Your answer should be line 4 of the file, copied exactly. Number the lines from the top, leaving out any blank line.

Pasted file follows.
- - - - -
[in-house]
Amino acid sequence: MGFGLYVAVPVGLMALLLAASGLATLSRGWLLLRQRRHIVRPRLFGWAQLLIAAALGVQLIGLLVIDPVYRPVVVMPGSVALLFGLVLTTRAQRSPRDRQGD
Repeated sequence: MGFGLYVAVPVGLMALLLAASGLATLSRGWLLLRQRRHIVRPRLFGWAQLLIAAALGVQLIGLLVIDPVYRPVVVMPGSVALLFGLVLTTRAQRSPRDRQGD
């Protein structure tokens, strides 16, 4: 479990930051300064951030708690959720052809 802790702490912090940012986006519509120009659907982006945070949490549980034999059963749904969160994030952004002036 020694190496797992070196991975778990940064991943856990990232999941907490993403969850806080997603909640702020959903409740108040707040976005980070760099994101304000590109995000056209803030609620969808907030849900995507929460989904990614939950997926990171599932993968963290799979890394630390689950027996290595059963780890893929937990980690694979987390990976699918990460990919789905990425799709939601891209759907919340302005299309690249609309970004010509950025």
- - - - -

């Protein structure tokens, strides 16, 4: 479990930051300064951030708690959720052809 802790702490912090940012986006519509120009659907982006945070949490549980034999059963749904969160994030952004002036 020694190496797992070196991975778990940064991943856990990232999941907490993403969850806080997603909640702020959903409740108040707040976005980070760099994101304000590109995000056209803030609620969808907030849900995507929460989904990614939950997926990171599932993968963290799979890394630390689950027996290595059963780890893929937990980690694979987390990976699918990460990919789905990425799709939601891209759907919340302005299309690249609309970004010509950025």